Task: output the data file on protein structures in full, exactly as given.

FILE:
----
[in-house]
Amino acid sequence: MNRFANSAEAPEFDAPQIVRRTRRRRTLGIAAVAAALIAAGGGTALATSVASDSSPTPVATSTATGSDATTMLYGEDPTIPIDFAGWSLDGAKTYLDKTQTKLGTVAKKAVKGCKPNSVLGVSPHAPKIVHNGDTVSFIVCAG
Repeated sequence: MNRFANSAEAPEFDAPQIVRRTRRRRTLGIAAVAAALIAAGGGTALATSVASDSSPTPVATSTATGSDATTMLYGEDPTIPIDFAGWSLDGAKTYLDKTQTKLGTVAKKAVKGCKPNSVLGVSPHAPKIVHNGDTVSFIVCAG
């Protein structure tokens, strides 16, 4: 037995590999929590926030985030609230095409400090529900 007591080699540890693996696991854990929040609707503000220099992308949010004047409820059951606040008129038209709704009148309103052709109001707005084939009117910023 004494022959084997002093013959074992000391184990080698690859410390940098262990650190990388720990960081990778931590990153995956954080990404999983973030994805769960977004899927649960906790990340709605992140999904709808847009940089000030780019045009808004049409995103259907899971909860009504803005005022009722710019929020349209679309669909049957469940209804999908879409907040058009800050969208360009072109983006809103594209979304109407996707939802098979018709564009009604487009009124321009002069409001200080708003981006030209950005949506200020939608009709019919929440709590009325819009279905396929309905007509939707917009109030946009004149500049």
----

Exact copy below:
[in-house]
Amino acid sequence: MNRFANSAEAPEFDAPQIVRRTRRRRTLGIAAVAAALIAAGGGTALATSVASDSSPTPVATSTATGSDATTMLYGEDPTIPIDFAGWSLDGAKTYLDKTQTKLGTVAKKAVKGCKPNSVLGVSPHAPKIVHNGDTVSFIVCAG
Repeated sequence: MNRFANSAEAPEFDAPQIVRRTRRRRTLGIAAVAAALIAAGGGTALATSVASDSSPTPVATSTATGSDATTMLYGEDPTIPIDFAGWSLDGAKTYLDKTQTKLGTVAKKAVKGCKPNSVLGVSPHAPKIVHNGDTVSFIVCAG
């Protein structure tokens, strides 16, 4: 037995590999929590926030985030609230095409400090529900 007591080699540890693996696991854990929040609707503000220099992308949010004047409820059951606040008129038209709704009148309103052709109001707005084939009117910023 004494022959084997002093013959074992000391184990080698690859410390940098262990650190990388720990960081990778931590990153995956954080990404999983973030994805769960977004899927649960906790990340709605992140999904709808847009940089000030780019045009808004049409995103259907899971909860009504803005005022009722710019929020349209679309669909049957469940209804999908879409907040058009800050969208360009072109983006809103594209979304109407996707939802098979018709564009009604487009009124321009002069409001200080708003981006030209950005949506200020939608009709019919929440709590009325819009279905396929309905007509939707917009109030946009004149500049």